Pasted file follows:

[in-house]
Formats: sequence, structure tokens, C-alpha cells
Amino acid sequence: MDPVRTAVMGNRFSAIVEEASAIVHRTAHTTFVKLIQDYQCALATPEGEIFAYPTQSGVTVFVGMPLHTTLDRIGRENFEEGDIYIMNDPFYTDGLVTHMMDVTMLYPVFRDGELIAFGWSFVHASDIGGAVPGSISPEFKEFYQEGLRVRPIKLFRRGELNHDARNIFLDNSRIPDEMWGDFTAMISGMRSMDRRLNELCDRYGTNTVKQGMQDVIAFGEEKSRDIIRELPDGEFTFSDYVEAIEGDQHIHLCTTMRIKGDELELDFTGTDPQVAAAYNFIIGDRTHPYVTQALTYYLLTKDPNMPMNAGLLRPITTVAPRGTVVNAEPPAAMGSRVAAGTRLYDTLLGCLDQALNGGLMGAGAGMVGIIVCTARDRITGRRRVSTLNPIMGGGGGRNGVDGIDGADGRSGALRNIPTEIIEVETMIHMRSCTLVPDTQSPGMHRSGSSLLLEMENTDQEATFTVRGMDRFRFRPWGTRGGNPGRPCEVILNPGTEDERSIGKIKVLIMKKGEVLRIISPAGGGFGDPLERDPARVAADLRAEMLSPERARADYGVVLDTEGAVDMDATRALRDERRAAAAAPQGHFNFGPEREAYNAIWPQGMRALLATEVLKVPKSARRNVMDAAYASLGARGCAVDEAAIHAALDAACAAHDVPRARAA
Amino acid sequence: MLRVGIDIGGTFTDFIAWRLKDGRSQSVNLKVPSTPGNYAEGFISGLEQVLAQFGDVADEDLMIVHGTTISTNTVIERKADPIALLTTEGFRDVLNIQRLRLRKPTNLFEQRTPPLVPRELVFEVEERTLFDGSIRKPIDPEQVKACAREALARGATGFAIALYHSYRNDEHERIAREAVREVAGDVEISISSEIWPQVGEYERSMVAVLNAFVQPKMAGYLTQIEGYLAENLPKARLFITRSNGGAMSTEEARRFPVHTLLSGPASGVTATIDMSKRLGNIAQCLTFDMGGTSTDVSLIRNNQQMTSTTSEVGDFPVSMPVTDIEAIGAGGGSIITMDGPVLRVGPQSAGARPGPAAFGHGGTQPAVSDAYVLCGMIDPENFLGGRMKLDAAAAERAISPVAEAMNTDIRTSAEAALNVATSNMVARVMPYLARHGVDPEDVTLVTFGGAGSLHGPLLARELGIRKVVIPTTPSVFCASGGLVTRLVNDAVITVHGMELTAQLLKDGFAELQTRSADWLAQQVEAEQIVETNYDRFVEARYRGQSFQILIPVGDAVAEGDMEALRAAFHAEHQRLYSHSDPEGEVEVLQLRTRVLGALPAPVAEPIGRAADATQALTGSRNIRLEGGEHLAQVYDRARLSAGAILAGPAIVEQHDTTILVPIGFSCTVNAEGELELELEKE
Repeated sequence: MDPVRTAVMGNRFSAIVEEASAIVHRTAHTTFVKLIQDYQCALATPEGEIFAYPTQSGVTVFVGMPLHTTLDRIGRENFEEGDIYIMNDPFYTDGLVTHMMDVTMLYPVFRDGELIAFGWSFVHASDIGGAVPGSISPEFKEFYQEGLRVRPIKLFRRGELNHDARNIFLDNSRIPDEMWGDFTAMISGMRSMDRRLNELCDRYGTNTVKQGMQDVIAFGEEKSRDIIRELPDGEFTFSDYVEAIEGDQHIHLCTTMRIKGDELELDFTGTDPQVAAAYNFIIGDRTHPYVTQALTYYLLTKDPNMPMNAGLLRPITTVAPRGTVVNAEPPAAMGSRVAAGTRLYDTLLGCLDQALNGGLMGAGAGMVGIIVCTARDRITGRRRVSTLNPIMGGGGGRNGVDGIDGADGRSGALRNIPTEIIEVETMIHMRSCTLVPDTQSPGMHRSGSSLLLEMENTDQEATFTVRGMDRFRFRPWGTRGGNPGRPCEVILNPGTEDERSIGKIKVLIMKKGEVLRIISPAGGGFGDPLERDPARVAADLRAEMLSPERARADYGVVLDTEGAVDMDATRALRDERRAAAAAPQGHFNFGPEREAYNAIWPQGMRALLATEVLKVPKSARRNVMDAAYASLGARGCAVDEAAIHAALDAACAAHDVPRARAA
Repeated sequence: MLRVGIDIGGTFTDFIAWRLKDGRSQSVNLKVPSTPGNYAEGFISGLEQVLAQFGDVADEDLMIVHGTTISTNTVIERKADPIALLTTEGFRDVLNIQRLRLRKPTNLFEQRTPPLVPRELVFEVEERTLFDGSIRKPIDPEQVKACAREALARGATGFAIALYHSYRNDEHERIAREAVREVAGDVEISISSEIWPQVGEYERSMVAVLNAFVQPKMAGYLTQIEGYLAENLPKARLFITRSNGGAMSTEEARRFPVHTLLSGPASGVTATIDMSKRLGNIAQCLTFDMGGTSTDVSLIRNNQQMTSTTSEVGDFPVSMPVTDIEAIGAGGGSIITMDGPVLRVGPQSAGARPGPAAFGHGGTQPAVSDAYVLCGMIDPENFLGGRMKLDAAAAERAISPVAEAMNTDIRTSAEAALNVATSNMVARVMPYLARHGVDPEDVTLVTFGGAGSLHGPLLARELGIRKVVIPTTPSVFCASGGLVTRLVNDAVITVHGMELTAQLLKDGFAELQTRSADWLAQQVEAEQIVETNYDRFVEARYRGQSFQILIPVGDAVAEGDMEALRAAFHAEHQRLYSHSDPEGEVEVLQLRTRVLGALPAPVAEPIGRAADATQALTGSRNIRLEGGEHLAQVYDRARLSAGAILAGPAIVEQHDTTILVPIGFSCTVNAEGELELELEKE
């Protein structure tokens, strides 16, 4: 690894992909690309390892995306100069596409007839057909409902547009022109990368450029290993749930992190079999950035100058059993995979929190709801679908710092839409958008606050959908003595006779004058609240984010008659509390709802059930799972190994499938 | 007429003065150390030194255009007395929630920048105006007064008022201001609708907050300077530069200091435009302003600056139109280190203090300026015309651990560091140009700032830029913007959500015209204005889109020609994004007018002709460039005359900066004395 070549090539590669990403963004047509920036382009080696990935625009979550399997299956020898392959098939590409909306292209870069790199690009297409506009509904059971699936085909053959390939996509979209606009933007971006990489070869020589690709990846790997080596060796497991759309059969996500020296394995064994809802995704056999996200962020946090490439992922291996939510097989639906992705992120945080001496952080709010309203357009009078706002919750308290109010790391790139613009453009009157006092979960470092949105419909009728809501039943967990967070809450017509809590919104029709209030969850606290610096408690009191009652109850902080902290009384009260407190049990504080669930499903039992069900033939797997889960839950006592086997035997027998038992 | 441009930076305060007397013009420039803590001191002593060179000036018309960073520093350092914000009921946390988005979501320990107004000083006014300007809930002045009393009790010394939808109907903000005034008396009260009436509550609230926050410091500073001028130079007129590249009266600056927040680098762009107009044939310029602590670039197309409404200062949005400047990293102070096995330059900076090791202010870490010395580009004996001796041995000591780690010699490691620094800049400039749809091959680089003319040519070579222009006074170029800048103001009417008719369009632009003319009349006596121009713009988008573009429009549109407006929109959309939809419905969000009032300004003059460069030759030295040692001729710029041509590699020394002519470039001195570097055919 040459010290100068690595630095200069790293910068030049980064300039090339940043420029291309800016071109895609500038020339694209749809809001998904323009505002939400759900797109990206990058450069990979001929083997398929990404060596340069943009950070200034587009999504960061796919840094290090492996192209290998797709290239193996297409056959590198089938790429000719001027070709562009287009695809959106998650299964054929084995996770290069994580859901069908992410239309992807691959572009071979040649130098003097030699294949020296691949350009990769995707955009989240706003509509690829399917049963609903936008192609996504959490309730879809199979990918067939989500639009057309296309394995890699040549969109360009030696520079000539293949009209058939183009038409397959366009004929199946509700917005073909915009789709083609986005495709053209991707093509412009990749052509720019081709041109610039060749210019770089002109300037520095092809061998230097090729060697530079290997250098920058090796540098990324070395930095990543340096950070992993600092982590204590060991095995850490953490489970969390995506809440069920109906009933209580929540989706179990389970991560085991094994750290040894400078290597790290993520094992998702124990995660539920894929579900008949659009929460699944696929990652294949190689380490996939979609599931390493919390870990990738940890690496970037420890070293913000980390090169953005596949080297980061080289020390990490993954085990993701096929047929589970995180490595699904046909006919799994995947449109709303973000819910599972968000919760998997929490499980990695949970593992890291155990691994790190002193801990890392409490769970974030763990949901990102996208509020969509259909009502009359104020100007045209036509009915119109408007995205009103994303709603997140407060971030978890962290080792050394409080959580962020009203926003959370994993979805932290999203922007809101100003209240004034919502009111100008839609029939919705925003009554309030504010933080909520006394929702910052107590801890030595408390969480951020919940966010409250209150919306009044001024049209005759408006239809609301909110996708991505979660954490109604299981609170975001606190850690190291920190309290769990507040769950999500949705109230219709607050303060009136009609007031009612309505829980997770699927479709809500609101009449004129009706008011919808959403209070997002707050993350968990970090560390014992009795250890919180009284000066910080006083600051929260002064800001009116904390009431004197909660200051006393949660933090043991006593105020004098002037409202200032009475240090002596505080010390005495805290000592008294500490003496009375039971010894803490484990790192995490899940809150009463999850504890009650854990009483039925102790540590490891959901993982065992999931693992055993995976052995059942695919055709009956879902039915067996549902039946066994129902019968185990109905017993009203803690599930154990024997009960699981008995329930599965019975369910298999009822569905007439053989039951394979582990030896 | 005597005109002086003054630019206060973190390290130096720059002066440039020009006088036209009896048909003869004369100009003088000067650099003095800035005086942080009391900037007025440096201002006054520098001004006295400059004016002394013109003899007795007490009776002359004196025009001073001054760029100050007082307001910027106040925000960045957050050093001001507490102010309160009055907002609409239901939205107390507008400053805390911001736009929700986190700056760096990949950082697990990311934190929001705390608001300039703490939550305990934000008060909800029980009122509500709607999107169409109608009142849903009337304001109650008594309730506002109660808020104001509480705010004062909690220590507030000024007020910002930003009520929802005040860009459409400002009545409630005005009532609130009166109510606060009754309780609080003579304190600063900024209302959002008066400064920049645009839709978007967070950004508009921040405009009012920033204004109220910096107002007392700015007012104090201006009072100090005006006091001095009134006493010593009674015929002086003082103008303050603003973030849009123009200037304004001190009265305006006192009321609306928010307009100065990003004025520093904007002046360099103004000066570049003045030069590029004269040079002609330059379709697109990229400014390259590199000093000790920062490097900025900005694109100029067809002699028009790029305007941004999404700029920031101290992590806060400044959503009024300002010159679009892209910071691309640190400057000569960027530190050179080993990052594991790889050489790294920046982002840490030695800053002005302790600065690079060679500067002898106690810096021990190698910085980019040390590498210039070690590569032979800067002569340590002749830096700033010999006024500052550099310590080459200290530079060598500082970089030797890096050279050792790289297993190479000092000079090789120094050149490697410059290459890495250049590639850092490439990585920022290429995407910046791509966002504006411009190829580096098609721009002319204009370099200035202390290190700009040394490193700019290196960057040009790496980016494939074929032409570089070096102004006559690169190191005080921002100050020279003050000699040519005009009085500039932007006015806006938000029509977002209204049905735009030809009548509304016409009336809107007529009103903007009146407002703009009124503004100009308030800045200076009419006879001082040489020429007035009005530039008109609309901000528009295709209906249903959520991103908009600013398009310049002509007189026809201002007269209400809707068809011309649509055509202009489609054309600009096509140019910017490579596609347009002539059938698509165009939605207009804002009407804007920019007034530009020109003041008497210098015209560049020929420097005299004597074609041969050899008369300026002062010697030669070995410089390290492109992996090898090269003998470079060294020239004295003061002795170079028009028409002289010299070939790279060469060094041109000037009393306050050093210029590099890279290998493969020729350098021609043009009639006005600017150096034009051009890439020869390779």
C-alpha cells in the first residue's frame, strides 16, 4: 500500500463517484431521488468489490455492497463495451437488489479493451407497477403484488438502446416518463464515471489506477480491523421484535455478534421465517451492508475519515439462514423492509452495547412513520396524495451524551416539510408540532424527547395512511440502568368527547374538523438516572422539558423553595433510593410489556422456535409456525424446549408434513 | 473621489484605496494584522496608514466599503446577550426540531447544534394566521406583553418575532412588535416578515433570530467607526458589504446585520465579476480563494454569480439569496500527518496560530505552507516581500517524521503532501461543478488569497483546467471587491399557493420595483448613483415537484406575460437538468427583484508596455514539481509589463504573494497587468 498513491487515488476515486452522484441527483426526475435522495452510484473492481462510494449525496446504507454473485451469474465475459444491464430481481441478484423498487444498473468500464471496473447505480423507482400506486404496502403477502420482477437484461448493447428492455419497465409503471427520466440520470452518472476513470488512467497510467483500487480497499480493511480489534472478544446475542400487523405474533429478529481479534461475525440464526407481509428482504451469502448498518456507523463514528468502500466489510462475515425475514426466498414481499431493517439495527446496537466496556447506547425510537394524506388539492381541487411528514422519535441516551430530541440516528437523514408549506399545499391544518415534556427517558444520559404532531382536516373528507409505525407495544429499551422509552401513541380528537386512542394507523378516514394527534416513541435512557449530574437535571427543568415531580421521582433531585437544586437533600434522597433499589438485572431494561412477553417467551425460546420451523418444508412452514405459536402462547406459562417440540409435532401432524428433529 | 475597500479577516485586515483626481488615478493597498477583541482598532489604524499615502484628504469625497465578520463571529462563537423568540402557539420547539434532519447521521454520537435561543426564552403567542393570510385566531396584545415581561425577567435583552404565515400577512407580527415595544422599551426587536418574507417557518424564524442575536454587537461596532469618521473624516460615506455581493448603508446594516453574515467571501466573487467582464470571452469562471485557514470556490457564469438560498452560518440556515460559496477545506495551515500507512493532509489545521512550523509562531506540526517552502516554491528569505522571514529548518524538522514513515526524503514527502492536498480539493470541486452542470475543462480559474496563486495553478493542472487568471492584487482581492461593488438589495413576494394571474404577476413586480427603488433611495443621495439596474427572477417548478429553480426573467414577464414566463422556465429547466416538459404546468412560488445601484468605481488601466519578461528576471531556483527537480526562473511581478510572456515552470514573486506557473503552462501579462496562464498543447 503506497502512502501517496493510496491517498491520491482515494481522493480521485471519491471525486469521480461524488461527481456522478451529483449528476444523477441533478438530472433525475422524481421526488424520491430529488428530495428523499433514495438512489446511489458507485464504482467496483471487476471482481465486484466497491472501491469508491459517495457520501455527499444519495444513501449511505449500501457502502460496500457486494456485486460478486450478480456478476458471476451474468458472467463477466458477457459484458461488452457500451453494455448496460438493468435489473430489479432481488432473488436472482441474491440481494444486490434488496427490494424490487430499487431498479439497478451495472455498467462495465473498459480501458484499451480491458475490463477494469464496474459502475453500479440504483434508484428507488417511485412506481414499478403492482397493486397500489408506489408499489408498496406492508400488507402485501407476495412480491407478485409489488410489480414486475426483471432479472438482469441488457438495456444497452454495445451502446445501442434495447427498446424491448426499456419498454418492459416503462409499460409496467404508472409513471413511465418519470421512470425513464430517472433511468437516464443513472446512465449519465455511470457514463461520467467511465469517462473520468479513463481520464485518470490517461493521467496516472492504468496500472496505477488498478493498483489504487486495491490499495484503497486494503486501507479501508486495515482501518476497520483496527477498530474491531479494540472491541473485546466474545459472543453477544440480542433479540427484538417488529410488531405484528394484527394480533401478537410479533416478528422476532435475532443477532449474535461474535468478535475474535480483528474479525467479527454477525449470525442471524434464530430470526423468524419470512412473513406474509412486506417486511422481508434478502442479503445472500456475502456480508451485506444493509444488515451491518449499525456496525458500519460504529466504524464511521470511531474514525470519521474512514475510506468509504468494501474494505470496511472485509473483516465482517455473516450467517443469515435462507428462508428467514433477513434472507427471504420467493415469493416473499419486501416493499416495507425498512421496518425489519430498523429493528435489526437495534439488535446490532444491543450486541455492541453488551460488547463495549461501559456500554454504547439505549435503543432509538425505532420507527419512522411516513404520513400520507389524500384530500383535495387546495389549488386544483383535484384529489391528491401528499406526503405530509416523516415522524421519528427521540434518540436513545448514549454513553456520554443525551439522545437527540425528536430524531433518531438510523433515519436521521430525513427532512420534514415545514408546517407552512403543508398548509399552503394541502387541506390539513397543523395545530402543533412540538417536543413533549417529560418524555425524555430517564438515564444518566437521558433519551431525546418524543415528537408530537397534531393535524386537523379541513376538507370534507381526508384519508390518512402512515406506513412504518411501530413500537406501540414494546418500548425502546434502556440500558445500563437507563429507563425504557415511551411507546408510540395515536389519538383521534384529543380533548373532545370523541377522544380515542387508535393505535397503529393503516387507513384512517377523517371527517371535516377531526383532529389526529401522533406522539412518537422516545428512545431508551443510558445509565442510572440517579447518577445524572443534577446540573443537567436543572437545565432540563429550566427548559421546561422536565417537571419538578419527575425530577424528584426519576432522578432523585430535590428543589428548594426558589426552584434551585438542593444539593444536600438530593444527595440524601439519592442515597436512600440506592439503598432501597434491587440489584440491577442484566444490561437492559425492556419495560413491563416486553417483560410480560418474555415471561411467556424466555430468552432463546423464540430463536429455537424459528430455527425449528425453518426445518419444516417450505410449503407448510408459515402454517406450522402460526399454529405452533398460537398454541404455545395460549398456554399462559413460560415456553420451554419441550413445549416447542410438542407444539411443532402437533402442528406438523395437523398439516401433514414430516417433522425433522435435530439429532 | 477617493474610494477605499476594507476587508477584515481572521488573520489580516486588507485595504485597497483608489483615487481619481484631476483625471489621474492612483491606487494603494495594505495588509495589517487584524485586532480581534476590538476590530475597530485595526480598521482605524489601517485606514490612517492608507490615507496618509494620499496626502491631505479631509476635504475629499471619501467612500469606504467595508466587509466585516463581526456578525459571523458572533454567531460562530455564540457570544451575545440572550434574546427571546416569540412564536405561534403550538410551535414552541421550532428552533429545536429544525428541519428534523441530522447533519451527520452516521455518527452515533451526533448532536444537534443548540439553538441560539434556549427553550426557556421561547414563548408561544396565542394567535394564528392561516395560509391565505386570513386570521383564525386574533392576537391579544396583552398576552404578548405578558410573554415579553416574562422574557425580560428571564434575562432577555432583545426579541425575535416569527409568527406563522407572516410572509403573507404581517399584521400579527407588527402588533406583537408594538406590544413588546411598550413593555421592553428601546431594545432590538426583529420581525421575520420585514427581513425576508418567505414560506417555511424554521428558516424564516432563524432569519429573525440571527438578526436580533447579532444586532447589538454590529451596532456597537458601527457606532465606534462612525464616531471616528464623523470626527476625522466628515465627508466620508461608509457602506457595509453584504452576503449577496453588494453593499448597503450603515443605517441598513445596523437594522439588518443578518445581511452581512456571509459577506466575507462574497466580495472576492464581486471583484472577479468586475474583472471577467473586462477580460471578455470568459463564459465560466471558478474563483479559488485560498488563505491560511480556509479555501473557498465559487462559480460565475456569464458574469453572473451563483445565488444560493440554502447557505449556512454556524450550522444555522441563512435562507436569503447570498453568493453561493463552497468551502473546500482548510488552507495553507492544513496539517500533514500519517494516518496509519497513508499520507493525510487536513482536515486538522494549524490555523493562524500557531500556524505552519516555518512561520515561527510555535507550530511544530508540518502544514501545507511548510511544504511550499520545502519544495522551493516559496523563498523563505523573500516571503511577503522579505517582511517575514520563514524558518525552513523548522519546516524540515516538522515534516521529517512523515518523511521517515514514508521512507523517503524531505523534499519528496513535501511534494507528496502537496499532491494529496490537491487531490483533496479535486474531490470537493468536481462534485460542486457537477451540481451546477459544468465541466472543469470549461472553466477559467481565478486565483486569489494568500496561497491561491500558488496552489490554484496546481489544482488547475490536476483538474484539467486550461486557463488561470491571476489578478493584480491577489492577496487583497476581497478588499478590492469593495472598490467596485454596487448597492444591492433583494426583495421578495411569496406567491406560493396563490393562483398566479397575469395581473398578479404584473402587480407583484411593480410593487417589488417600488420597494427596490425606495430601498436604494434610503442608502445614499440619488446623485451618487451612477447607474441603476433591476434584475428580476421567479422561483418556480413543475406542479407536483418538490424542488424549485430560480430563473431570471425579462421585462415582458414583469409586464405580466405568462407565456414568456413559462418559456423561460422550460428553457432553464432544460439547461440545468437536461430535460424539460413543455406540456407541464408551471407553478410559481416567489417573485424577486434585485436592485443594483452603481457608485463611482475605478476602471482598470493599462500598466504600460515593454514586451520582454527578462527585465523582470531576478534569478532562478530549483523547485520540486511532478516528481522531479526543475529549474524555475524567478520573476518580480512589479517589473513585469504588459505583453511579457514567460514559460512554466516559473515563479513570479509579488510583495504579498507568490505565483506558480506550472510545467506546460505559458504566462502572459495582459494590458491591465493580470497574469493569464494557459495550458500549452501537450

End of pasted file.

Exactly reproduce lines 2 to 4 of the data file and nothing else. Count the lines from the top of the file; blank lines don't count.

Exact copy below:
Formats: sequence, structure tokens, C-alpha cells
Amino acid sequence: MDPVRTAVMGNRFSAIVEEASAIVHRTAHTTFVKLIQDYQCALATPEGEIFAYPTQSGVTVFVGMPLHTTLDRIGRENFEEGDIYIMNDPFYTDGLVTHMMDVTMLYPVFRDGELIAFGWSFVHASDIGGAVPGSISPEFKEFYQEGLRVRPIKLFRRGELNHDARNIFLDNSRIPDEMWGDFTAMISGMRSMDRRLNELCDRYGTNTVKQGMQDVIAFGEEKSRDIIRELPDGEFTFSDYVEAIEGDQHIHLCTTMRIKGDELELDFTGTDPQVAAAYNFIIGDRTHPYVTQALTYYLLTKDPNMPMNAGLLRPITTVAPRGTVVNAEPPAAMGSRVAAGTRLYDTLLGCLDQALNGGLMGAGAGMVGIIVCTARDRITGRRRVSTLNPIMGGGGGRNGVDGIDGADGRSGALRNIPTEIIEVETMIHMRSCTLVPDTQSPGMHRSGSSLLLEMENTDQEATFTVRGMDRFRFRPWGTRGGNPGRPCEVILNPGTEDERSIGKIKVLIMKKGEVLRIISPAGGGFGDPLERDPARVAADLRAEMLSPERARADYGVVLDTEGAVDMDATRALRDERRAAAAAPQGHFNFGPEREAYNAIWPQGMRALLATEVLKVPKSARRNVMDAAYASLGARGCAVDEAAIHAALDAACAAHDVPRARAA
Amino acid sequence: MLRVGIDIGGTFTDFIAWRLKDGRSQSVNLKVPSTPGNYAEGFISGLEQVLAQFGDVADEDLMIVHGTTISTNTVIERKADPIALLTTEGFRDVLNIQRLRLRKPTNLFEQRTPPLVPRELVFEVEERTLFDGSIRKPIDPEQVKACAREALARGATGFAIALYHSYRNDEHERIAREAVREVAGDVEISISSEIWPQVGEYERSMVAVLNAFVQPKMAGYLTQIEGYLAENLPKARLFITRSNGGAMSTEEARRFPVHTLLSGPASGVTATIDMSKRLGNIAQCLTFDMGGTSTDVSLIRNNQQMTSTTSEVGDFPVSMPVTDIEAIGAGGGSIITMDGPVLRVGPQSAGARPGPAAFGHGGTQPAVSDAYVLCGMIDPENFLGGRMKLDAAAAERAISPVAEAMNTDIRTSAEAALNVATSNMVARVMPYLARHGVDPEDVTLVTFGGAGSLHGPLLARELGIRKVVIPTTPSVFCASGGLVTRLVNDAVITVHGMELTAQLLKDGFAELQTRSADWLAQQVEAEQIVETNYDRFVEARYRGQSFQILIPVGDAVAEGDMEALRAAFHAEHQRLYSHSDPEGEVEVLQLRTRVLGALPAPVAEPIGRAADATQALTGSRNIRLEGGEHLAQVYDRARLSAGAILAGPAIVEQHDTTILVPIGFSCTVNAEGELELELEKE